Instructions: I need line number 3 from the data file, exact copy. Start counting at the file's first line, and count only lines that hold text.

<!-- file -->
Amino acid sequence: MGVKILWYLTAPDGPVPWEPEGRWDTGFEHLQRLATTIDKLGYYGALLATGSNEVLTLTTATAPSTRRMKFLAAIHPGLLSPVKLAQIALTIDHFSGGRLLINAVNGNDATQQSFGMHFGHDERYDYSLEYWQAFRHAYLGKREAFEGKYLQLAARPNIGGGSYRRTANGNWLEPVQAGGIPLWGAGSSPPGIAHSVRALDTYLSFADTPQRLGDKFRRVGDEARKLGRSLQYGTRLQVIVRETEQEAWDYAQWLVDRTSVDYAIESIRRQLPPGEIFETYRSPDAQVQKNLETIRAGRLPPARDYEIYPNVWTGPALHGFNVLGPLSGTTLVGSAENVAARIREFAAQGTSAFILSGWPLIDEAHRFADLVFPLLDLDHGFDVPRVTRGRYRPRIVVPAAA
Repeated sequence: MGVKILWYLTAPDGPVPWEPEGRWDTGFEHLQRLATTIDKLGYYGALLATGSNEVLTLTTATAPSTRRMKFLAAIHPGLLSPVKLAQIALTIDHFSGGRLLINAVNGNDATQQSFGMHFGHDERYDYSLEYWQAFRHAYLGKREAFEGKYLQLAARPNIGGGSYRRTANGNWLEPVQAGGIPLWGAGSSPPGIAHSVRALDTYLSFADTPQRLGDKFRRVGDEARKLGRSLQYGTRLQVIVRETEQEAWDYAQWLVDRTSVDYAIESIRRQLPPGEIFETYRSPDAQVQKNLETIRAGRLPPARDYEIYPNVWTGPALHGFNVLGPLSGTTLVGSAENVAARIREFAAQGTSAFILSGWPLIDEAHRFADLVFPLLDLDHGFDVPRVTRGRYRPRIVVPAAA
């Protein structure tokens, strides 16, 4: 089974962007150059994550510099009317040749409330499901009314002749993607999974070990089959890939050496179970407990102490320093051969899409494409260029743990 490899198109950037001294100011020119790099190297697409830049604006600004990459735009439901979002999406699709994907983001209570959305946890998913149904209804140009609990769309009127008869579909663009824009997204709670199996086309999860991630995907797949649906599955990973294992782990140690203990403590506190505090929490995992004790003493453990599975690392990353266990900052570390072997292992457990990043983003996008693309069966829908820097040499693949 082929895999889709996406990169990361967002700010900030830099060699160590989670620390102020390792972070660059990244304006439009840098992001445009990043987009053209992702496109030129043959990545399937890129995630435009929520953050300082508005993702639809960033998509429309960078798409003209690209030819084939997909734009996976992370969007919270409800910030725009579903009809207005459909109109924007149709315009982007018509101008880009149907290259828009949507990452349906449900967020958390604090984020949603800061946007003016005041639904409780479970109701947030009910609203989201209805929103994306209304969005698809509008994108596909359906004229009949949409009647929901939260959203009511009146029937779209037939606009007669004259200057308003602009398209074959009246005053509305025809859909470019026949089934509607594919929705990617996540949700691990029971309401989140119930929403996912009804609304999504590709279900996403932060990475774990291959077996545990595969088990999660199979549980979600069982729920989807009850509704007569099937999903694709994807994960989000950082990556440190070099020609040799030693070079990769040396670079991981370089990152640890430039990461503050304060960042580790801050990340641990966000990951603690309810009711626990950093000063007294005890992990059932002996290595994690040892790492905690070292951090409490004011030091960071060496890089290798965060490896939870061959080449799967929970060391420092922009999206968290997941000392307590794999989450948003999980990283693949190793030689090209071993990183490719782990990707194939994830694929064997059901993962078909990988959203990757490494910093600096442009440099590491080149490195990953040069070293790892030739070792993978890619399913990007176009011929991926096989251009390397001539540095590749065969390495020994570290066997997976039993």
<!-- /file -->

């Protein structure tokens, strides 16, 4: 089974962007150059994550510099009317040749409330499901009314002749993607999974070990089959890939050496179970407990102490320093051969899409494409260029743990 490899198109950037001294100011020119790099190297697409830049604006600004990459735009439901979002999406699709994907983001209570959305946890998913149904209804140009609990769309009127008869579909663009824009997204709670199996086309999860991630995907797949649906599955990973294992782990140690203990403590506190505090929490995992004790003493453990599975690392990353266990900052570390072997292992457990990043983003996008693309069966829908820097040499693949 082929895999889709996406990169990361967002700010900030830099060699160590989670620390102020390792972070660059990244304006439009840098992001445009990043987009053209992702496109030129043959990545399937890129995630435009929520953050300082508005993702639809960033998509429309960078798409003209690209030819084939997909734009996976992370969007919270409800910030725009579903009809207005459909109109924007149709315009982007018509101008880009149907290259828009949507990452349906449900967020958390604090984020949603800061946007003016005041639904409780479970109701947030009910609203989201209805929103994306209304969005698809509008994108596909359906004229009949949409009647929901939260959203009511009146029937779209037939606009007669004259200057308003602009398209074959009246005053509305025809859909470019026949089934509607594919929705990617996540949700691990029971309401989140119930929403996912009804609304999504590709279900996403932060990475774990291959077996545990595969088990999660199979549980979600069982729920989807009850509704007569099937999903694709994807994960989000950082990556440190070099020609040799030693070079990769040396670079991981370089990152640890430039990461503050304060960042580790801050990340641990966000990951603690309810009711626990950093000063007294005890992990059932002996290595994690040892790492905690070292951090409490004011030091960071060496890089290798965060490896939870061959080449799967929970060391420092922009999206968290997941000392307590794999989450948003999980990283693949190793030689090209071993990183490719782990990707194939994830694929064997059901993962078909990988959203990757490494910093600096442009440099590491080149490195990953040069070293790892030739070792993978890619399913990007176009011929991926096989251009390397001539540095590749065969390495020994570290066997997976039993």